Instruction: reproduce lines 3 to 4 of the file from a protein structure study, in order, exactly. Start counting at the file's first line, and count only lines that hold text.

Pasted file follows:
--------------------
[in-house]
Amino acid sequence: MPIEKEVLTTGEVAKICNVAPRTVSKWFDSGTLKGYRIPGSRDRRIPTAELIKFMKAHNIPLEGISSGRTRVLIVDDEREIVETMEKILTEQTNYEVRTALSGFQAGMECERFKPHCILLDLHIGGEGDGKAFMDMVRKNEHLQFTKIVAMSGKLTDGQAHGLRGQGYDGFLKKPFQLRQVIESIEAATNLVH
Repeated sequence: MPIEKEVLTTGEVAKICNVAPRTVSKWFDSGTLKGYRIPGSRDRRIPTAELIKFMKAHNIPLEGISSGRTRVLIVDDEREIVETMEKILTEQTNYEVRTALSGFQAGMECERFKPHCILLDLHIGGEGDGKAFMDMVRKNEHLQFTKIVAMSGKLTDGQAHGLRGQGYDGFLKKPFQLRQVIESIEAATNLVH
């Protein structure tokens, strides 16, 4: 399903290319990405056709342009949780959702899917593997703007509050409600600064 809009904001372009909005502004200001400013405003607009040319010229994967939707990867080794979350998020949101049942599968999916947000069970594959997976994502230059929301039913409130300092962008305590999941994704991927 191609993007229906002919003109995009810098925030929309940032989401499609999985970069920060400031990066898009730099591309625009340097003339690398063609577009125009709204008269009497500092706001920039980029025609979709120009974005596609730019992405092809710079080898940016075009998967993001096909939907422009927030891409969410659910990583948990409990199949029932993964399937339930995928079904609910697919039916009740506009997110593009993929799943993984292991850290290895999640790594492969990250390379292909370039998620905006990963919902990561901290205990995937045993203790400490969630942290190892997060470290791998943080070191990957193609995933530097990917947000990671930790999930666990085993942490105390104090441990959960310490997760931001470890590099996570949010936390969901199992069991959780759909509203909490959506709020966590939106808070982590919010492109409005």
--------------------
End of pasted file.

Repeated sequence: MPIEKEVLTTGEVAKICNVAPRTVSKWFDSGTLKGYRIPGSRDRRIPTAELIKFMKAHNIPLEGISSGRTRVLIVDDEREIVETMEKILTEQTNYEVRTALSGFQAGMECERFKPHCILLDLHIGGEGDGKAFMDMVRKNEHLQFTKIVAMSGKLTDGQAHGLRGQGYDGFLKKPFQLRQVIESIEAATNLVH
């Protein structure tokens, strides 16, 4: 399903290319990405056709342009949780959702899917593997703007509050409600600064 809009904001372009909005502004200001400013405003607009040319010229994967939707990867080794979350998020949101049942599968999916947000069970594959997976994502230059929301039913409130300092962008305590999941994704991927 191609993007229906002919003109995009810098925030929309940032989401499609999985970069920060400031990066898009730099591309625009340097003339690398063609577009125009709204008269009497500092706001920039980029025609979709120009974005596609730019992405092809710079080898940016075009998967993001096909939907422009927030891409969410659910990583948990409990199949029932993964399937339930995928079904609910697919039916009740506009997110593009993929799943993984292991850290290895999640790594492969990250390379292909370039998620905006990963919902990561901290205990995937045993203790400490969630942290190892997060470290791998943080070191990957193609995933530097990917947000990671930790999930666990085993942490105390104090441990959960310490997760931001470890590099996570949010936390969901199992069991959780759909509203909490959506709020966590939106808070982590919010492109409005």